Now this is gone and I feel relieved. I made some big improvements through the past few months. I still eat healthy, because that is what I genuinely enjoy. But from now on I eat enough, diverse, nutritious meals that give my body the energy to live.
BODY IMAGE and SELF-ESTEEM
This one is hard. I never wanted to hate my body and I feel so sad and angry when I feel like I do. I have always admired girls with skinny legs and abs. As a cheerleader, I thought I need to look a certain way to be accepted and seen. But even before that, when I was very young, I compared myself to others non-stop. I was forcing my body to be what it is not and I never learned to accept and love it the way it is. I know, I am so much more than my body, but sometimes, for me, it is hard to think this way. Today I understand that questioning my appearance and abilities made me do much worse even in learning new skills in cheerleading. I was not able to be confident if I had low self-esteem. I was under stress because I was never good enough and afraid to make another mistake that is going to be a proof that I am not good. No matter how many times my friends would tell me I look great, I couldn’t believe them. I need to change my personal opinion about myself first. This is the most challenging change I need to make. I think I am slowly getting better at growing positive thoughts about me.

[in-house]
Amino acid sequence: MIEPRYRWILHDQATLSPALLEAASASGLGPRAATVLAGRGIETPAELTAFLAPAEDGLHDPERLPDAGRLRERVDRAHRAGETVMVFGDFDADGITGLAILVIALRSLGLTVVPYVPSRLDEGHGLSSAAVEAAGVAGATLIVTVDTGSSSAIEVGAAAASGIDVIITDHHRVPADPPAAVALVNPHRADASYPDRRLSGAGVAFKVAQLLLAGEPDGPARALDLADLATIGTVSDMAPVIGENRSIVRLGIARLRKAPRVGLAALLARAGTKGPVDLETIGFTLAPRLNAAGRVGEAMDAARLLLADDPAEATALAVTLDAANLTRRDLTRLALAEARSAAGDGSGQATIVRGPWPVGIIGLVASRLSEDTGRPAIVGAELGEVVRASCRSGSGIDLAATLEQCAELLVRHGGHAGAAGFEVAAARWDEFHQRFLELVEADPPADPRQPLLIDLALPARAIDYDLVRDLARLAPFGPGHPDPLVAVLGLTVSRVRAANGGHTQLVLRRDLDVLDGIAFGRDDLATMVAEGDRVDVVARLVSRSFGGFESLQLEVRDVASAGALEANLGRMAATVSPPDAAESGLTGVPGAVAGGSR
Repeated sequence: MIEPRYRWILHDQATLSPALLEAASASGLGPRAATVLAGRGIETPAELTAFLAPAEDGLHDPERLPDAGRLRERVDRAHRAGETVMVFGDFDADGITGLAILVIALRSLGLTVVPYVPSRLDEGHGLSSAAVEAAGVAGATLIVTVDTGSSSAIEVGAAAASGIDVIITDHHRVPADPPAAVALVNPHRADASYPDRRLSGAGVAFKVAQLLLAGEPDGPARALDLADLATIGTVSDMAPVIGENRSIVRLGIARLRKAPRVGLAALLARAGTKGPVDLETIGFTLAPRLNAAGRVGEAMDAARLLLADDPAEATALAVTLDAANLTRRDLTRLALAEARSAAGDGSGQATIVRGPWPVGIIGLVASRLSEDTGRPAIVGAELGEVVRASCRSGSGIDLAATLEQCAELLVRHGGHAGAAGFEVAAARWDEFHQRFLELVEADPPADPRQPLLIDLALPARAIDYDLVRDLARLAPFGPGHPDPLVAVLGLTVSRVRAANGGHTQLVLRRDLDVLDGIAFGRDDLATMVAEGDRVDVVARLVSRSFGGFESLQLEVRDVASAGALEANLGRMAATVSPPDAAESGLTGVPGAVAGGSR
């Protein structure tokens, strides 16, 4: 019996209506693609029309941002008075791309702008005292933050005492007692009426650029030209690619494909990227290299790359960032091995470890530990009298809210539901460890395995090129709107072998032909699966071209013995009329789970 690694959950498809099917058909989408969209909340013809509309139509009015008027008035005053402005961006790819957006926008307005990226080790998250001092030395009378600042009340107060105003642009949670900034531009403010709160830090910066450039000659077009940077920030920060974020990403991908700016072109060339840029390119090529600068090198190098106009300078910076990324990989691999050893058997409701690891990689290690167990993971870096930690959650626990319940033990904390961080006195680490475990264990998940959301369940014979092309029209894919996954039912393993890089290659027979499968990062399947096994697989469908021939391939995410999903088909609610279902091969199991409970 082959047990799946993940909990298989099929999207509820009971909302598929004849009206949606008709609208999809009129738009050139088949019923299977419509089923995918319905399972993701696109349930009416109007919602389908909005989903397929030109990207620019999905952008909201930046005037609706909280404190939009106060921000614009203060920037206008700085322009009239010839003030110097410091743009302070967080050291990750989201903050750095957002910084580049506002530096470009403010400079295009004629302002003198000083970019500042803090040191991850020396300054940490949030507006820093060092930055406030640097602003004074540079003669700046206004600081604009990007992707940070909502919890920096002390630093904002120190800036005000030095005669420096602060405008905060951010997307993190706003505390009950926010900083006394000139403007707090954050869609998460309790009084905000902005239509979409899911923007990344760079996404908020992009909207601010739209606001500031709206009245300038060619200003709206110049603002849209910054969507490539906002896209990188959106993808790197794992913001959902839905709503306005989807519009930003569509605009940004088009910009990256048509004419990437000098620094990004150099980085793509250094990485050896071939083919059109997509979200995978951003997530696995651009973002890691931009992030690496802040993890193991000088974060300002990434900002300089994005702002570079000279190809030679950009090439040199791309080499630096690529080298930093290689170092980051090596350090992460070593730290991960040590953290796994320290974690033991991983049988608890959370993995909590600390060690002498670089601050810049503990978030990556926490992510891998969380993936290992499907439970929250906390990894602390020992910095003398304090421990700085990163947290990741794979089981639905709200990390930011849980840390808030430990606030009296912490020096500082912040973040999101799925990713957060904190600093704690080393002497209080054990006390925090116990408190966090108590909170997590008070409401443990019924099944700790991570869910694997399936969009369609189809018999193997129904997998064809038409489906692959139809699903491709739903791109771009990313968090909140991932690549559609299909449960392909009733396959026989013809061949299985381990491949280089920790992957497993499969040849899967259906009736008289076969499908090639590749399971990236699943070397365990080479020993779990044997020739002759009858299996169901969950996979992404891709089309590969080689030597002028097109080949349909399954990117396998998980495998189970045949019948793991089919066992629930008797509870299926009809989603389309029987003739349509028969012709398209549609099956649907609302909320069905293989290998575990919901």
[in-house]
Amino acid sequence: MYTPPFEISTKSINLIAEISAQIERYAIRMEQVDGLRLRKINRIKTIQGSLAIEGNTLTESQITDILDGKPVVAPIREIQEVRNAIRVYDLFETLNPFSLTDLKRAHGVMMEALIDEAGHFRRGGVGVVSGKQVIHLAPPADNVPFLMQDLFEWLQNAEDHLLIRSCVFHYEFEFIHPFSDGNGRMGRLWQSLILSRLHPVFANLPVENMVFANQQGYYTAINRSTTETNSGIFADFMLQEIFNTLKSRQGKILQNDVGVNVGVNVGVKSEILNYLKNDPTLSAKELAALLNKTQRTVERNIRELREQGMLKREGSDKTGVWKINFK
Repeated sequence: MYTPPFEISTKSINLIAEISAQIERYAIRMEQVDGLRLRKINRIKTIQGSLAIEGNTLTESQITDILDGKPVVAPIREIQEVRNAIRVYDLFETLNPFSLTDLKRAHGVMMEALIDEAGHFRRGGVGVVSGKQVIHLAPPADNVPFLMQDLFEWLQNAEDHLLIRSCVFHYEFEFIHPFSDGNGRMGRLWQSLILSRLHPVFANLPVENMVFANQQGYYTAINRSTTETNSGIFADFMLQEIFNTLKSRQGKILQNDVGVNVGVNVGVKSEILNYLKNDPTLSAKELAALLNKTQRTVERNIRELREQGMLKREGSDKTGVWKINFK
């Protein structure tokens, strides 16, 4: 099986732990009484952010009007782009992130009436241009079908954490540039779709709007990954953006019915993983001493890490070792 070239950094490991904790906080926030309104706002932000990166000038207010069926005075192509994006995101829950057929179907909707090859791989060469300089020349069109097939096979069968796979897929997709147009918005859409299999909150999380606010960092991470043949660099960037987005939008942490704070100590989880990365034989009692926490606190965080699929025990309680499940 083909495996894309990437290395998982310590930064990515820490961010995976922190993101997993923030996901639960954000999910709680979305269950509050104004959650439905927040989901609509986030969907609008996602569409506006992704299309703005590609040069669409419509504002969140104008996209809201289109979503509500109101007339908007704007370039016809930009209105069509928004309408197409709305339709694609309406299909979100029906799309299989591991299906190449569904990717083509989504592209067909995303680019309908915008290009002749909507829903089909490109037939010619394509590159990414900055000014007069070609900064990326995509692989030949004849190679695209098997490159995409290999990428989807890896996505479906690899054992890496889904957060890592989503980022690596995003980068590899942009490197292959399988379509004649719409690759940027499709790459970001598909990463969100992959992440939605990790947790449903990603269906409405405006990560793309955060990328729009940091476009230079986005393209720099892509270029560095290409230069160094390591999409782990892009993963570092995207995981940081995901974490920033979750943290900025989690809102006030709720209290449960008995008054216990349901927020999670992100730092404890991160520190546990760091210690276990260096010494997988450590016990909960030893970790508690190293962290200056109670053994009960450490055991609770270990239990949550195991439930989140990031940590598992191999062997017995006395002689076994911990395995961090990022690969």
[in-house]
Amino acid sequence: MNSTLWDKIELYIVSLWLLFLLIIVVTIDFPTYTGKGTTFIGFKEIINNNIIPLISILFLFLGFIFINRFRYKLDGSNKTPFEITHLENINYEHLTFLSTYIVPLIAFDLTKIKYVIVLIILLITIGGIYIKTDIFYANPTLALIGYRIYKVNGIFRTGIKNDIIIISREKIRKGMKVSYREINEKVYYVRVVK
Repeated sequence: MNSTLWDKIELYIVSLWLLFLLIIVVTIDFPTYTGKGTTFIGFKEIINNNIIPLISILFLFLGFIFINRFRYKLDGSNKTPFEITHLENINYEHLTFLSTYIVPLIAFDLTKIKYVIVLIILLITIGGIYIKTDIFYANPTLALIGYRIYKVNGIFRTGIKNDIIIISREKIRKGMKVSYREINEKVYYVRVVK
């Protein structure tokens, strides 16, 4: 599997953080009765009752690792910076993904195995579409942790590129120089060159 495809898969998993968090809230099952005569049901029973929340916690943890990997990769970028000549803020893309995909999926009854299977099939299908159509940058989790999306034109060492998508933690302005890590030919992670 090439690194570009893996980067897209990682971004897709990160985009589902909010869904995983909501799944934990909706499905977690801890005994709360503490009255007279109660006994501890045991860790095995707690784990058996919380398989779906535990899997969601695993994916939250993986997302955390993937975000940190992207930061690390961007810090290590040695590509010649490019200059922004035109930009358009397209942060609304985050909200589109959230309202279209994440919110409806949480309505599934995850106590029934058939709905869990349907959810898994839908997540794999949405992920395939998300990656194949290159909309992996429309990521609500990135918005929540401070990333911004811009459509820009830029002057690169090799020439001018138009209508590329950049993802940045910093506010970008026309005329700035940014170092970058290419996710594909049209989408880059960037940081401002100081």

I love working out. I feel like I take care of my body when I move, and it makes me energized throughout the day. But it hasn’t always been like that. I used to workout so much I had no energy for anything else. My muscles were tired and sore all the time. Exhausting my body while not giving it enough food was preventing my hormones to work. I had to change that to get my period back. Being quarantined made it easier, because the gyms were closed. I also broke my hand in March, so I was pretty much forced to stop working out for a while. I was still trying though, but my home workouts were not so tough. Now I look at this from the positive side. It was very hard, because I started eating more and I felt like my stomach was full all the time. But I had to let myself eat enough even if I didn’t go to the gym. That part took so much courage… I can’t explain.
About two weeks ago I started going to the gym again. At the beginning I was afraid I will repeat the bad habits, but I made sure I felt like I can trust myself before I go back. Now I know how to be nice to myself when I workout. I stop when I am too tired to finish the session. Whenever I feel weak or I just don’t feel like going to the gym, I don’t go. I am not making myself workout no matter what anymore. I guess I consider what my body wants and I don’t fight against it. I let it be the way it wants.